Business News of Monday, 16 March 2015
Source: Daily Guide
Workers of Newmont Ghana Gold Limited have given the company a one-week notice for a possible industrial action following delays in concluding negotiations on their conditions of service.
Owing to the feet-dragging, the workers say they are “left with no other option than to officially notify you in line with Section 159 of the Labour Act 2003 (Act 651) and notice is hereby given today, Friday, March 13, 2015, that the Union will embark on strike to press home our demands.”
Under the Labour Act, the workers needed to give their employers seven days notice before a strike action could be declared, otherwise it would be an illegal action.
“We have observed with grave concern, management’s inertia and intransigent posturing towards the 2014 negotiations.
Our apprehension is further heightened by the protracted and the positional bargaining stance adopted by management ostensibly to unduly delay and frustrate the negotiations for our Branch & PMS Unions,” Prince William Ankrah, General Secretary of Mineworkers Union, stated in a letter sent to Newmont management and copied to the National Labour Commission.
They said it was regrettable that “your approach has escalated the already heightened expectations of our members to simmering tension beyond what the Union could contain in our constituencies in your operational sites.”
The union, which has the mandate to lead the negotiation for the workers, said, “this ugly posture cannot be entertained any longer, having exhausted our patience since October, 2014. the monotonous, and what in our view amounts to elementary negotiations style where management keeps emphasizing its preferred approach to concluding a deal, is indeed astonishing.”
Meanwhile, eight ex-workers of AngloGold Ashanti (Ghana) Limited have sued the company for failing to pay their retrenchment entitlements.
Joined in the suit are the directors, senior vice president, managing director, senior manager human resource, manager human resource, head of operations and the industrial relations superintendent -all with Anglo Gold Ashanti.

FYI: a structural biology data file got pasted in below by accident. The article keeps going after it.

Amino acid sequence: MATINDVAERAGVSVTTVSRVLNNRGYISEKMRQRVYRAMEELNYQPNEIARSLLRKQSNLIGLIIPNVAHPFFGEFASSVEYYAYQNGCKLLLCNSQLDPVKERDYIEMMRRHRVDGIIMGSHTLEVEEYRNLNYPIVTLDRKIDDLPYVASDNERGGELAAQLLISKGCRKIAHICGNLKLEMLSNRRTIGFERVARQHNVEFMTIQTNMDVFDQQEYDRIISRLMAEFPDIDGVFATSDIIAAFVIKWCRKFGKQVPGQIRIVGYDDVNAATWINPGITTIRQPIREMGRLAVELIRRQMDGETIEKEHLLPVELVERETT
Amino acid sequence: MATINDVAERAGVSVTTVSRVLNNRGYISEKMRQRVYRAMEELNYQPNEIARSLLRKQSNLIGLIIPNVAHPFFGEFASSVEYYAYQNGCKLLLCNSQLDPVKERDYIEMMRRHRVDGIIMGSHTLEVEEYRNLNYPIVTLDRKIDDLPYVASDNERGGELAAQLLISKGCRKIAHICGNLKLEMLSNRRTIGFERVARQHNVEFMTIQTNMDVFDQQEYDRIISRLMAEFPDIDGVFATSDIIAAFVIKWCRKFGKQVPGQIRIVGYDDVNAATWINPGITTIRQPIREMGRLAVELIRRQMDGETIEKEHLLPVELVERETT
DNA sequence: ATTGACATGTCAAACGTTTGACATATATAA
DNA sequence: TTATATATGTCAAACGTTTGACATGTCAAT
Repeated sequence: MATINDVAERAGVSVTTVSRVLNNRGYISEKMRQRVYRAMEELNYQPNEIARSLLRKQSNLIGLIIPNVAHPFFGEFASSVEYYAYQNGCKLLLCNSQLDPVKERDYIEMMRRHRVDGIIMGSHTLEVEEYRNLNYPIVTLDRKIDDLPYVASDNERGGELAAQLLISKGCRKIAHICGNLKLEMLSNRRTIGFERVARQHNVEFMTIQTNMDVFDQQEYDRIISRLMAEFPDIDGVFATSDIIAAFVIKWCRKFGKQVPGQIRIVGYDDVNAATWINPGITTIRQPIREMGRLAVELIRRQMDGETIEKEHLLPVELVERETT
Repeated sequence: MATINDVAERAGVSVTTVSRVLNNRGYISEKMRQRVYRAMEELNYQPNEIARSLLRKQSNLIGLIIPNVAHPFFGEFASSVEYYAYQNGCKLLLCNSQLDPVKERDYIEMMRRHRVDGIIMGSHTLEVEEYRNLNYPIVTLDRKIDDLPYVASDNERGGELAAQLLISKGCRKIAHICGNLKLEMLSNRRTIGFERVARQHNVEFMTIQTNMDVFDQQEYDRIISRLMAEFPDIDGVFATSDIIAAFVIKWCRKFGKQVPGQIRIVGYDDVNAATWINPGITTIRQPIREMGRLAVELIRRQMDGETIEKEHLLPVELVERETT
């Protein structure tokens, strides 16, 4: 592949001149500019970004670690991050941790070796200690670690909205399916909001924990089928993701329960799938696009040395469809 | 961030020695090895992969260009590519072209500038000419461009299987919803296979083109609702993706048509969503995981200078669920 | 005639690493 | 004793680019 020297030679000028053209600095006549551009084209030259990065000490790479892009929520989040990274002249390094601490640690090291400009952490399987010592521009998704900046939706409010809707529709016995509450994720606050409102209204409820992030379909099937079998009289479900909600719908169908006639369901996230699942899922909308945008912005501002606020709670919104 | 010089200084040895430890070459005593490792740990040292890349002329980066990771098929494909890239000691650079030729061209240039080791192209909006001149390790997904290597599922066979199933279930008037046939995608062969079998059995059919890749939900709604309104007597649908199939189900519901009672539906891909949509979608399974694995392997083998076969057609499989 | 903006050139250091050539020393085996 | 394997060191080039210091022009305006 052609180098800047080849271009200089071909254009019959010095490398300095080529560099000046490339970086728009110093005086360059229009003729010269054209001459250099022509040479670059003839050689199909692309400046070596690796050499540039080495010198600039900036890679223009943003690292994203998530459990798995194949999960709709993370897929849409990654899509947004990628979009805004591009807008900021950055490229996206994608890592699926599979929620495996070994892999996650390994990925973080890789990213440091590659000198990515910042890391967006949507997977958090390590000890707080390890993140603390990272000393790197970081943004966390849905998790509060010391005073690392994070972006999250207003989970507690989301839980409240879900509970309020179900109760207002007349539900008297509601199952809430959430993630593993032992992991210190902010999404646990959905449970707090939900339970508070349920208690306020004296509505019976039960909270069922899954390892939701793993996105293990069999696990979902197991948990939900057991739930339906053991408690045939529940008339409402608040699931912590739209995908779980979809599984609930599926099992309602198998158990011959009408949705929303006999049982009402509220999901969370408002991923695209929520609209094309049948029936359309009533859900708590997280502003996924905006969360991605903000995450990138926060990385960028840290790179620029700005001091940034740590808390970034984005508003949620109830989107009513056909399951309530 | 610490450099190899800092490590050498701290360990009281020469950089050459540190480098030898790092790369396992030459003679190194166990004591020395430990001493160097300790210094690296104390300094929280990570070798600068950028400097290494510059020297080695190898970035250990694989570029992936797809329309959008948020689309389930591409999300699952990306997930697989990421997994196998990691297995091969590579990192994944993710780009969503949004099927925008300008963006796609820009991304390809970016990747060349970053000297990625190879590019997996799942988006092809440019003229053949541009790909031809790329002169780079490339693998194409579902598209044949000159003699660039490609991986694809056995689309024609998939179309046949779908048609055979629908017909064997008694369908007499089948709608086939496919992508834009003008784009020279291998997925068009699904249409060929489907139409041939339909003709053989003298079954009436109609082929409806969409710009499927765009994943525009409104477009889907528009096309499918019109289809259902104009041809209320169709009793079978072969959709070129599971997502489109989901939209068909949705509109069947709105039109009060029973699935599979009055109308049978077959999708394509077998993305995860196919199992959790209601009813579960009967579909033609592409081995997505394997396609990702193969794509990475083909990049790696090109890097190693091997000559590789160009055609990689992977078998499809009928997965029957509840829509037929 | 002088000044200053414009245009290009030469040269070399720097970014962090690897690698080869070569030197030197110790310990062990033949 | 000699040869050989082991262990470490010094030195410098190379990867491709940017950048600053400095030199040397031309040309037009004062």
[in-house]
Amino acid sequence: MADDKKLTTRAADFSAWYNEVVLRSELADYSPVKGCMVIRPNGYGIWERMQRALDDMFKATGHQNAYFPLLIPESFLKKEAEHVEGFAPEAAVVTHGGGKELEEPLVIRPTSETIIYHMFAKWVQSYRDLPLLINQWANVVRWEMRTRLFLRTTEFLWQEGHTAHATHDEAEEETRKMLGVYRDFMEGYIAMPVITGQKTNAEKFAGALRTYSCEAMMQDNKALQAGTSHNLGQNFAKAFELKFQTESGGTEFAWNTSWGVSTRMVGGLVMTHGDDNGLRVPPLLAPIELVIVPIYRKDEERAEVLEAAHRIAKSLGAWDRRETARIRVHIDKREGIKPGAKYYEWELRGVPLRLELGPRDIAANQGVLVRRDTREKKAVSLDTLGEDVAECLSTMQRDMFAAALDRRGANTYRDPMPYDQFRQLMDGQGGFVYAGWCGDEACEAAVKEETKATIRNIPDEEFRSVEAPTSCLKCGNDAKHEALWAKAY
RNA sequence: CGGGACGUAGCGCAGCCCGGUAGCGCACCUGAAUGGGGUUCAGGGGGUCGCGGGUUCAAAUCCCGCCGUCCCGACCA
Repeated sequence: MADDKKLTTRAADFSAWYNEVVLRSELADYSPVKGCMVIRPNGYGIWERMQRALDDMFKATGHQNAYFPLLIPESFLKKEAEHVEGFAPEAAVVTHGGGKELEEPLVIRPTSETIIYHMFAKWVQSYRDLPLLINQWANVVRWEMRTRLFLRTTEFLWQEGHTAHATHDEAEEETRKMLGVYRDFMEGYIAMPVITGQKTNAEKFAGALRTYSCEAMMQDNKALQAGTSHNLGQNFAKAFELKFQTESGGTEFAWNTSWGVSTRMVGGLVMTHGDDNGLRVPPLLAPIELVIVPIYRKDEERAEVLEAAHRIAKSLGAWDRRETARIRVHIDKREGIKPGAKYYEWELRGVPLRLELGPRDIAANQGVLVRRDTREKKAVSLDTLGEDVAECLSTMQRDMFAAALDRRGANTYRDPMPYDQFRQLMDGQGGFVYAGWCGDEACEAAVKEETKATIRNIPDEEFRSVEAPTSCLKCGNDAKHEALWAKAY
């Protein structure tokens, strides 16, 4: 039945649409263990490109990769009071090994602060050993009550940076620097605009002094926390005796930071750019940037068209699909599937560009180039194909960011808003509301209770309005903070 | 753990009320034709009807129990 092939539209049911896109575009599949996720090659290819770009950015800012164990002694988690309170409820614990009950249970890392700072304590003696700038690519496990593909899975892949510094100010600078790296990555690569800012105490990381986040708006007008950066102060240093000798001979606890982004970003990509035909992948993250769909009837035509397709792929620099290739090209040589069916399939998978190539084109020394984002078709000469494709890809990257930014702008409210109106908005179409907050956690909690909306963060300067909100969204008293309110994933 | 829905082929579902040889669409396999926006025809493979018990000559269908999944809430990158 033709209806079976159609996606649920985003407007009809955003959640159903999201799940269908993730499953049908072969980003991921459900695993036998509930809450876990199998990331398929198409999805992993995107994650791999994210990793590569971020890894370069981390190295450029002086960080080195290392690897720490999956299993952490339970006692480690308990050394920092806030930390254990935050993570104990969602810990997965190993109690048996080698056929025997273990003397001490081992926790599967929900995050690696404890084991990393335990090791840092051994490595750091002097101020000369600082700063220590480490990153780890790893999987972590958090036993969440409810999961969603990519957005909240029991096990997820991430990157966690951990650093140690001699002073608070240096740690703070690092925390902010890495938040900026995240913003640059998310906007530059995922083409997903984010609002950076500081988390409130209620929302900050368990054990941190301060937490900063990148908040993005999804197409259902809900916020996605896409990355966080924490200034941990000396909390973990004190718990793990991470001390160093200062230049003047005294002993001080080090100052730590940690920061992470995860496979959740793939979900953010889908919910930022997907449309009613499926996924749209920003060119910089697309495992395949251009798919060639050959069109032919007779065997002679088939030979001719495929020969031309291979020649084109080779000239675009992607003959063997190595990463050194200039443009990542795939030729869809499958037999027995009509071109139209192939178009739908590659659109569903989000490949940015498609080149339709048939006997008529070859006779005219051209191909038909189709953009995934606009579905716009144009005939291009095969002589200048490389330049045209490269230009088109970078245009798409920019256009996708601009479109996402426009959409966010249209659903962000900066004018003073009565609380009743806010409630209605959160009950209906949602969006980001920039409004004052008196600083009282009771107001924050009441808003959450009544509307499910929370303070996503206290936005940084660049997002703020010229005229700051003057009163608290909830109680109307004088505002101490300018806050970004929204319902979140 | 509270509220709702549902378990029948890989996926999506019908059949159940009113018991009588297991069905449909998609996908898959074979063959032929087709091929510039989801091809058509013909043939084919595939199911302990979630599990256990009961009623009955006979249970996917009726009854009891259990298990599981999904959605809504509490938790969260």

The eight aggrieved ex-workers are Felix Bartels, Andrews Nyarko, Evans Donkor, John Acquah, Adu Gyamfi, Gilbert Agyiri, Maxwell Adjei and Jonathan Faara Ali.
The workers are praying the court to compel the defendants to jointly and severally or by whichever mode or means, pay to them all unpaid retrenchment packages and gratuity, ex-gratia awards, unpaid leave allowances, compensation for occupational injury and related diseases, all unpaid provident fund and its benefits, all other entitlements.
According to a suit filed in the Kumasi High Court, the plaintiffs say that sometime in October 2012, Anglo Gold Ashanti had engaged now defunct Mining and Building Construction (MBC) Co. Ltd for underground construction and development of its gold mine at Obuasi to which Anglo Gold Ashanti transferred them and some other colleagues as borrowed labour under assurance that persuaded them to work with the company.
However, on 11 October, 2012, AngloGold arbitrarily terminated the contract with its then agent but assured the affected workers that it would assume responsibility and other underground development activities of MBC co. Ltd following the 28-day lay-off notice given the plaintiffs and further pledged AngloGold Ashanti’s commitment to ensuring that members of the MBC workforce received their entitlements known to AngloGold Ashanti at the time, including the 15% end of contract benefit and provident fund.
According to the ex-workers, AngloGold Ashanti further stated that it would pay for all occupational injury suffered by the workforce while at work.
However, the plaintiffs, contrary to the collective agreements they had executed with the defendant company, remained unpaid – except only 14 out of the entire workforce several months after their layoff.